European Union’s General Court has upheld the downward adjustment to the export price in respect of commissions paid by the manufacturer to its exporter. The applicant-manufacturer here was of the view that they and the exporter (Singaporean entity) formed a single economic entity and that, consequently, there was no need to carry out any downward adjustments in export price to the EU. The council here though did not dispute existence of common control but had denied presence of single economic entity. The dispute involved imports of certain fatty alcohols and their blends originating in India, Indonesia and Malaysia.
Noting that such an entity can be found to exist only if the functions carried out by the related trader are similar to those of an internal sales department, the court also rejected the plea of presence of single economic entity. Observing that overall functions carried out by the related trader in the marketing and export of not only the concerned product but other products as well, both within the group and in its relations with independent third party producers, have to be examined, the court rejected the plea of single entity noting that overall activities of the related exporter were based to a significant extent on supplies from unrelated undertakings and hence same cannot be considered as internal sales department.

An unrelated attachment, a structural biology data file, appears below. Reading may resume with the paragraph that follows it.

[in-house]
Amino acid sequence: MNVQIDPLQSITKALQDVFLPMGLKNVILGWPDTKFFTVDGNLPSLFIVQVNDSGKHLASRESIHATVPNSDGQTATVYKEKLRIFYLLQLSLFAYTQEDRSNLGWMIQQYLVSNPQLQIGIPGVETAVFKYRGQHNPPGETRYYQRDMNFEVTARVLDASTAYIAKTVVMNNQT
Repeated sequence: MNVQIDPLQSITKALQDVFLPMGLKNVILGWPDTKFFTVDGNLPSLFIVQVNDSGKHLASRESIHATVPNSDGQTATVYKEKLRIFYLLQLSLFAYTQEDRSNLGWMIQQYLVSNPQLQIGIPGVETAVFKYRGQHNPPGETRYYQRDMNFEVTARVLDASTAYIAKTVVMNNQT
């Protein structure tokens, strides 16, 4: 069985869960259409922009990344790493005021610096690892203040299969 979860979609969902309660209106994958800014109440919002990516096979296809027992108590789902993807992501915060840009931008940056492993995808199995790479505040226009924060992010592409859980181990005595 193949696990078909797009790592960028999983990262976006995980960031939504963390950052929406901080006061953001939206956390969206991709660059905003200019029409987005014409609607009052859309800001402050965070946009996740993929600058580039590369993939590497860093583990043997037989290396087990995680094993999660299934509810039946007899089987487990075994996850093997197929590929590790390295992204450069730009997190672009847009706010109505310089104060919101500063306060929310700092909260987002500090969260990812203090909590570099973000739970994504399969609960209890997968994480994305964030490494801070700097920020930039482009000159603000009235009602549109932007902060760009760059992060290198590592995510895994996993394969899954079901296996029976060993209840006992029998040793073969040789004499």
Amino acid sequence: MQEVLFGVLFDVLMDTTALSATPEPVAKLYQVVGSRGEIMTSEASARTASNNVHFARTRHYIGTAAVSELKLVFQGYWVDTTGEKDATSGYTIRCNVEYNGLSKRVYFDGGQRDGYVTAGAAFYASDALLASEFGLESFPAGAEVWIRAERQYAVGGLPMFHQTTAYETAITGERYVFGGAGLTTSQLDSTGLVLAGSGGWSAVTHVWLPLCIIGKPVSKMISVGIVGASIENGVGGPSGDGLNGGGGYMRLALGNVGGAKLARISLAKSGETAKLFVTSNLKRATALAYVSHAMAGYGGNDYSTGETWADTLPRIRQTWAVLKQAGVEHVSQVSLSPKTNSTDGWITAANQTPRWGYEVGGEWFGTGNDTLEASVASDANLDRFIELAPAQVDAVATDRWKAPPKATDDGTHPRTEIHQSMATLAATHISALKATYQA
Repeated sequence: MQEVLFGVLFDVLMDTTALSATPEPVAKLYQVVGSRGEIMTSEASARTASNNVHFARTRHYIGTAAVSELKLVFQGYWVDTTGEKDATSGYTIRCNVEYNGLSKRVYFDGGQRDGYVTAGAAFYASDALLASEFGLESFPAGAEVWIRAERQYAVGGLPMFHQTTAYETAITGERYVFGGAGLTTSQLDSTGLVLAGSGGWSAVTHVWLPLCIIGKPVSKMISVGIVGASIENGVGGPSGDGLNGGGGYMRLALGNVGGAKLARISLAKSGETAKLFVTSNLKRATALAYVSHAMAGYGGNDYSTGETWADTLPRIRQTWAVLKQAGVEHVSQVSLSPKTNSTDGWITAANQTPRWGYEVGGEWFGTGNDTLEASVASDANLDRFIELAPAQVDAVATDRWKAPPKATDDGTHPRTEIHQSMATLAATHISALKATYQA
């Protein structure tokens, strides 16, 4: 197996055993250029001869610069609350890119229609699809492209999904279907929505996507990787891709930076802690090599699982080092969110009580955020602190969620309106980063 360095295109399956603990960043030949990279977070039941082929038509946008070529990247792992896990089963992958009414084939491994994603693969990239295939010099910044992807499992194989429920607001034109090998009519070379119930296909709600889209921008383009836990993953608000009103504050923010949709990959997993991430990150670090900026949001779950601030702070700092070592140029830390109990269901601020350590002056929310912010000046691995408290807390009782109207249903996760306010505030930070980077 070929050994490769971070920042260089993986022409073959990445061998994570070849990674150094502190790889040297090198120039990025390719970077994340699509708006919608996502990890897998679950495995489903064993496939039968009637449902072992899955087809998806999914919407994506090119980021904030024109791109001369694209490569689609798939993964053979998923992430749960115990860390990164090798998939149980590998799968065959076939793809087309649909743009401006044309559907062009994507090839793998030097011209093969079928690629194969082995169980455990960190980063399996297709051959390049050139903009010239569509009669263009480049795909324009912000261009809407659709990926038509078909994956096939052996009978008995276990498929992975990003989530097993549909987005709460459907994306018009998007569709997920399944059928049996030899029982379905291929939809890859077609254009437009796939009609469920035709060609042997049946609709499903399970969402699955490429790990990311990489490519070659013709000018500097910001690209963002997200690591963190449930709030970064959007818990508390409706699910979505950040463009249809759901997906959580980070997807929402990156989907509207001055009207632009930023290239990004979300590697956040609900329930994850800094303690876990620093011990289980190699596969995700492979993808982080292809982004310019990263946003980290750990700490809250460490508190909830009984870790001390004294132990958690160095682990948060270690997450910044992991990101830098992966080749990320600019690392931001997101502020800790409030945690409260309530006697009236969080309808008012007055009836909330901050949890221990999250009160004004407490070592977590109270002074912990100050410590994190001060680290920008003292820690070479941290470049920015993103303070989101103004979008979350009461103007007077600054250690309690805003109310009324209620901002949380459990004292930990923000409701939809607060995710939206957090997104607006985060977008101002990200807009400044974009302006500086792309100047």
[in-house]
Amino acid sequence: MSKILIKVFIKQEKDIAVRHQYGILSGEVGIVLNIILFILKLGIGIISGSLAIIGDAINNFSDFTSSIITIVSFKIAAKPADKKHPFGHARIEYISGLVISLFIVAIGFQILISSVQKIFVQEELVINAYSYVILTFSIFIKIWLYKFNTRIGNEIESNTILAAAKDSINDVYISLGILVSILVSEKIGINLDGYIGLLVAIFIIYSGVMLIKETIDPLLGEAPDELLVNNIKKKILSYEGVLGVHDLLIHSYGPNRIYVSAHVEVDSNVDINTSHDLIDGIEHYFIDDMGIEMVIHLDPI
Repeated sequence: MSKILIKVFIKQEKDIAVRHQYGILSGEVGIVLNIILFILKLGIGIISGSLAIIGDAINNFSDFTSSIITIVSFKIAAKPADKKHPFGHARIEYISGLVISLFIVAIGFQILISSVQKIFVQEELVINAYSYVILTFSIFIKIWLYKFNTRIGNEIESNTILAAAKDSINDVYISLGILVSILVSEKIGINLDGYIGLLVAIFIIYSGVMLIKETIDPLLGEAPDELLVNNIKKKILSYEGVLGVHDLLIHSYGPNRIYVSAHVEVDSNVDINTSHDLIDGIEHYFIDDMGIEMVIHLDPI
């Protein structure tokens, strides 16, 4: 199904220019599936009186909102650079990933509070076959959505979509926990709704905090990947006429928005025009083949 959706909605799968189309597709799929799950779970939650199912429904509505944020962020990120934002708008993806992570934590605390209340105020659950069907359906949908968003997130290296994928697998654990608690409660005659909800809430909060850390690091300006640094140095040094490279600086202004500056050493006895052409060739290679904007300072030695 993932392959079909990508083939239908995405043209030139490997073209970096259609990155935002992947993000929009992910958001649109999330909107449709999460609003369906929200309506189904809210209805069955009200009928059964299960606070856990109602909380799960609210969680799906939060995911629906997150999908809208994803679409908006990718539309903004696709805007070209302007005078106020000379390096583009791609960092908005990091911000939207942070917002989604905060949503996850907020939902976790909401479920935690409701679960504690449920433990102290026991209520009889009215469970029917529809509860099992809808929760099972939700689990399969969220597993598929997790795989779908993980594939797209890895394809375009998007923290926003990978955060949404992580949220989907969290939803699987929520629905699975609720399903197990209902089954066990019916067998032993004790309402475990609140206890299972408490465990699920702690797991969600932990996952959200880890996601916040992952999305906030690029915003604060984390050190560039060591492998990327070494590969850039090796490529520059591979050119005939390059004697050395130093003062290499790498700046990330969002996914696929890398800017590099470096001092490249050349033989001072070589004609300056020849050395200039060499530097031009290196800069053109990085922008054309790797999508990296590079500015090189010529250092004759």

The court, on 25-6-2015, for this purpose also held that existence of such written contract between the manufacturer and the exporter also demonstrates that the relationship between them is organised on the basis of normal commercial conditions as distinguished from other related companies between which any payment of commissions is based only on a series of verbal agreements.
Relevant clauses of the agreement between the two were also considered by the court in this regard to deny existence of single entity and while rejecting the plea that written agreement is necessary for the purposes of governing transfer pricing between related parties and complying with the recommendations of the Organisation for Economic Co-operation and Development (OECD) on transfer pricing. Further, functions carried out by the exporter were found to be similar to those of an agent working on a commission basis and hence applicability of provisions of Article 2(10)(i) of the EU’s Basic Regulation were found to be correct. The court also rejected the plea that similar adjustment to the normal value was also required.